Lois McMaster Bujold Miles Vorkosigan Falling Free, The Borders of Infinity, Brothers in ArmsShards of HonorBarrayar by Lois McMaster BujoldThe Warrior's Apprentice 30th Anniversary Edition (Vorkosigan Saga) Paperback – Deluxe Edition, May 3, 2016 by Lois McMaster Bujold (Author)The Vor Game (Vorkosigan Saga) by Lois McMaster BujoldScience fiction book reviews Lois McMaster Bujold Miles Vorkosigan The Vor Game, Mirror Dance, Cetaganda, Memory, Komarr, A Civil CampaignLois McMaster Bujold Vorkosigan Saga 1. Shards of Honor 2. Barrayar 3. The Warrior's Apprentice 4. Ethan of AthosBorders of Infinity (Vorkosigan Saga) Paperback – January 3, 2017 by Lois McMaster Bujold (Author)Lois McMaster Bujold Miles Vorkosigan Falling Free, The Borders of Infinity, Brothers in ArmsScience fiction book reviews Lois McMaster Bujold Miles Vorkosigan The Vor Game, Mirror Dance, Cetaganda, Memory, Komarr, A Civil Campaignfantasy book reviews science fiction book reviewsScience fiction book reviews Lois McMaster Bujold Miles Vorkosigan The Vor Game, Mirror Dance, Cetaganda, Memory, Komarr, A Civil CampaignScience fiction book reviews Lois McMaster Bujold Miles Vorkosigan The Vor Game, Mirror Dance, Cetaganda, Memory, Komarr, A Civil CampaignScience fiction book reviews Lois McMaster Bujold Miles Vorkosigan The Vor Game, Mirror Dance, Cetaganda, Memory, Komarr, A Civil Campaignfantasy book reviews science fiction book reviewsfantasy book reviews science fiction book reviewsfantasy book reviews science fiction book reviewsScience fiction book reviews Lois McMaster Bujold Miles Vorkosigan The Vor Game, Mirror Dance, Cetaganda, Memory, Komarr, A Civil Campaign, CryoburnThe Flowers of Vashnoi: Vorkosigan Saga Kindle Edition by Lois McMaster Bujold  (Author)

CLICK HERE FOR MORE VORKOSIGAN STORIES.


SHARE:  Facebooktwitterredditpinteresttumblrmail  FOLLOW:  Facebooktwitterrsstumblr
If you plan to buy this book, you can support FanLit by clicking on the book cover above and buying it (and anything else) at Amazon. It costs you nothing extra, but Amazon pays us a small referral fee. Click any book cover or this link. We use this income to keep the site running. It pays for website hosting, postage for giveaways, and bookmarks and t-shirts. Thank you!

TERRY WEYNA, on our staff since December 2010, would rather be reading than doing almost anything else. She reads all day long as an insurance coverage attorney, and in all her spare time as a reviewer, critic and writer. Terry lives in Northern California with her husband, professor emeritus and writer Fred White, two rambunctious cats, and an enormous library.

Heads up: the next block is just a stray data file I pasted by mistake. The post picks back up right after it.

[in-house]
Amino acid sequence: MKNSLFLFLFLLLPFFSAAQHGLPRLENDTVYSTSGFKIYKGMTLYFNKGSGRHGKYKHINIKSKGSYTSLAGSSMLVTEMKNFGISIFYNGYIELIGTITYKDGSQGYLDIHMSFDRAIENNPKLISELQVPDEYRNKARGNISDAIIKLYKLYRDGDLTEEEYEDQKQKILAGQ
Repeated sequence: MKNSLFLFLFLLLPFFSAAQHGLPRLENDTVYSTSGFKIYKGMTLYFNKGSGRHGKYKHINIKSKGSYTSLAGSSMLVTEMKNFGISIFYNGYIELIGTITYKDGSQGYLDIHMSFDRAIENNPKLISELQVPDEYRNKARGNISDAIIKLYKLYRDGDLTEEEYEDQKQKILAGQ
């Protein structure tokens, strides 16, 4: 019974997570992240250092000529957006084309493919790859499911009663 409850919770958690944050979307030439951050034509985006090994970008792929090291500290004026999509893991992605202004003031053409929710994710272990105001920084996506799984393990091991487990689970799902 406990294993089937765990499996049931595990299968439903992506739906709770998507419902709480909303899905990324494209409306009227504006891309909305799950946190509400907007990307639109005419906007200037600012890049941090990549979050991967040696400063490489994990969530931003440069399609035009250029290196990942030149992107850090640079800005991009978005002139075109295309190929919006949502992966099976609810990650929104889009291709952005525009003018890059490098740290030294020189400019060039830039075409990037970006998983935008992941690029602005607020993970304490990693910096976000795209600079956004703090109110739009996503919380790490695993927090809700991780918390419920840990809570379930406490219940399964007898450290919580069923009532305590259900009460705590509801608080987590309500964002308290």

View all posts by

KAT HOOPER, who started this site in June 2007, earned a Ph.D. in neuroscience and psychology at Indiana University (Bloomington) and now teaches and conducts brain research at the University of North Florida. When she reads fiction, she wants to encounter new ideas and lots of imagination. She wants to view the world in a different way. She wants to have her mind blown. She loves beautiful language and has no patience for dull prose, vapid romance, or cheesy dialogue. She prefers complex characterization, intriguing plots, and plenty of action. Favorite authors are Jack Vance, Robin Hobb, Kage Baker, William Gibson, Gene Wolfe, Richard Matheson, and C.S. Lewis.

View all posts by

3 comments

  1. Sounds like fun! Thanks, Terry.

  2. If you have not read a lot of Vorkosigan books already then this one rates 3.5 stars. If you have inhaled the Vorkosigan Universe then it is a 5.

    Ivan Vorpatril is a vastly under appreciated character and Bujold is constantly using her other characters to bad mouth him. He just is not insanely ambitious like Miles appears to be mentally lazy but not actually dumb. So for me to have Bujold do a story on Ivan stumbling into success while creating havoc all around is hilarious. Funnier than Civil Campaign.

    But there is a serious side. Beware of untested technology in the field. Think Thalydomide babies but this case is not tragic.

Trackbacks/Pingbacks

  1. WWW: Happy Thanksgiving | Fantasy Literature: Fantasy and Science Fiction Book and Audiobook Reviews - [...] Jo Walton’s “Something Else Like…” columns continue at Tor, with posts about Roger Zelazny and The Vorkosigan Saga, which…

Review this book and/or Leave a comment:

Your email address will not be published. Required fields are marked *